Curfew and lockdowns may be relaxed on Family Islands soon

The relaxation of curfew and lockdowns on more Family Islands can be expected soon, Dr. Merceline Dahl-Regis, advisor to the prime minister, said on Friday.

“When we look at some of the other islands, Andros, Cat Island, Long Island, the prime minister has asked if we would support [the relaxation of restrictions],” she said during a virtual press conference at the Ministry of Health

“And we’ve certainly given it strong consideration. And I think in his national address, he will announce on which of the other islands restrictive would be lifted.”

However, she noted that on some islands, there have been reports of noncompliance in social distancing.

“We can recommend that social distancing measures have not always been consistently followed,” she said.

Dahl-Regis added, “So when the reports don’t report to us and if you keep up not having cases and the reports are that you are not at risk for having new cases, I think it’s just a matter of a short period of time when that recommendation will follow.”

Dahl-Regis said Family Islanders stuck in Nassau will also be allowed to return home.

“The ministry has developed a policy and protocol for the approval and monitoring of people traveling inter-island. The prime minister will outline the policy and protocols during his upcoming national address.”

There are 96 confirmed cases of COVID-19 in The Bahamas on four islands. There are 74 cases on New Providence, 13 on Bimini, eight on Grand Bahama, and one on Cat Cay. Eleven people have died and seven people are hospitalized.

There were no new cases reported on Friday.

Dahl-Regis noted that three weeks have passed since the last death.

Bimini was identified as a hotspot for the novel coronavirus and will begin a two-week lockdown on Monday.

With roughly 1,700 people tested so far in The Bahamas, Dahl-Regis said she hopes the country will reopen quickly.

“We’re hoping that we can move quickly through the phases,” she said.

“…We don’t know when the pandemic will end, but we hope that we can get to phase five very quickly.”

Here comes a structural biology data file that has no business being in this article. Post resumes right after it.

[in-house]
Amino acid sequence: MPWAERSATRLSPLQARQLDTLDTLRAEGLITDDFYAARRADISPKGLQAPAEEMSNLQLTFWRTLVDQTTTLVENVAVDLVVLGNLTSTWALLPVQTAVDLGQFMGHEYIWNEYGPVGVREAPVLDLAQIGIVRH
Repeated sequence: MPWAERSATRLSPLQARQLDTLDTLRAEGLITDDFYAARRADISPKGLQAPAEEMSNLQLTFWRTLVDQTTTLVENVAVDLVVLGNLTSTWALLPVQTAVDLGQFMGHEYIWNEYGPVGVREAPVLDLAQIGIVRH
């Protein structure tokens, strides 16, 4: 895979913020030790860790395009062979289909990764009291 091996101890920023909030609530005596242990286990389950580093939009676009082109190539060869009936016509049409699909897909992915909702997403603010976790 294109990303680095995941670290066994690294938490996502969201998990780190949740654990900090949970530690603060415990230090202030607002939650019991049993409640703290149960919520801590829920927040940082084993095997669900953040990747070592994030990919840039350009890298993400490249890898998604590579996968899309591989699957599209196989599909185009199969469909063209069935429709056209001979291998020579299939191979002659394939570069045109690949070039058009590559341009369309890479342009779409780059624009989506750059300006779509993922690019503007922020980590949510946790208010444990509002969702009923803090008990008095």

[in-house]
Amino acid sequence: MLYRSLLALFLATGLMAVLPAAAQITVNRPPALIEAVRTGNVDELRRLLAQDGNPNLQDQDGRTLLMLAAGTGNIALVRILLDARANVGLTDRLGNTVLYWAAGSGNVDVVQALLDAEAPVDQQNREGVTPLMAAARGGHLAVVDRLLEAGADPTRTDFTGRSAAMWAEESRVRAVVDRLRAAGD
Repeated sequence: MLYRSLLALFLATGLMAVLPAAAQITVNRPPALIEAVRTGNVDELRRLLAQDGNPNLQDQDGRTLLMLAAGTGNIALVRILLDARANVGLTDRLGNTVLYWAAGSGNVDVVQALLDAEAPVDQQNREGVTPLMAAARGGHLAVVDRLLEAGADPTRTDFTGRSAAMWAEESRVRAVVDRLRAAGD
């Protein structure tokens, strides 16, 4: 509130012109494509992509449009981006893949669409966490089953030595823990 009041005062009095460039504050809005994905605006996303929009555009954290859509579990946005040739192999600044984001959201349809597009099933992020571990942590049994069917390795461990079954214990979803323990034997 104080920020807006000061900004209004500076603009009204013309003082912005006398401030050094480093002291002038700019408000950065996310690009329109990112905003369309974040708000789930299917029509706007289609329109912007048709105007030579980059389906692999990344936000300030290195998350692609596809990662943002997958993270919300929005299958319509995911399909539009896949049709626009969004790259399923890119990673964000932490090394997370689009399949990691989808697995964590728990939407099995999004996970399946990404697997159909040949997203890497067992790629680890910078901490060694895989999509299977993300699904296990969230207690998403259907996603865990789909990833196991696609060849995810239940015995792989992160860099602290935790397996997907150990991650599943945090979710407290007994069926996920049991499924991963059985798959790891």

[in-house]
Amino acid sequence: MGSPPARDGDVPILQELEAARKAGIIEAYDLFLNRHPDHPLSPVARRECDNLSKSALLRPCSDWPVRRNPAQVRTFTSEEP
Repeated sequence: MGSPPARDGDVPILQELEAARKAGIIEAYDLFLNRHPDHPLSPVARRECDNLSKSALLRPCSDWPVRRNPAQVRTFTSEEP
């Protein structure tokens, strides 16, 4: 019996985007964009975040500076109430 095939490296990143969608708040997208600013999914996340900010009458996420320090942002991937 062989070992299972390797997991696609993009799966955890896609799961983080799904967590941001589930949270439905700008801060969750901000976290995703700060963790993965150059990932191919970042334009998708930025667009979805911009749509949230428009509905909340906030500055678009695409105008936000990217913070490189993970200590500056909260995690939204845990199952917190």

She said the further reopening of the economy nationwide will depend on a number of factors.

“The metrics that we use to give guidance to the lessening of restrictive measures include the number of deaths; the number of new cases and the interval when these cases occur,” she said.

“We look at hospitalizations, the capacity of the institutions to accommodate new cases or a surge in cases and we follow the traffic through the accident and emergency facilities. And we also look at our capacity to test. All of those factors come into place.”

Dahl-Regis also noted yesterday that an app to monitor people under quarantine at home is now in use to protect public health after officials noted difficulties keeping track of those in quarantine.

“It is a 24-hour monitoring service for all those in home quarantine and isolation,” she said.

“It provides geofencing capabilities, which pre-program virtual boundaries around the properties or dwelling structure of those in quarantine or isolation, broadcasting alerts whenever there is a breach or violation of the virtual boundaries, and real time tracking and recall.”

Dahl-Regis said quarantine violators could face fines up to $20,000 or prison sentences up to five years or both.


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Rachel Knowles

Rachel joined The Nassau Guardian in January 2019. Rachel covers national issues. Education: University of Virginia in Charlottesville, BA in Foreign Affairs and Spanish

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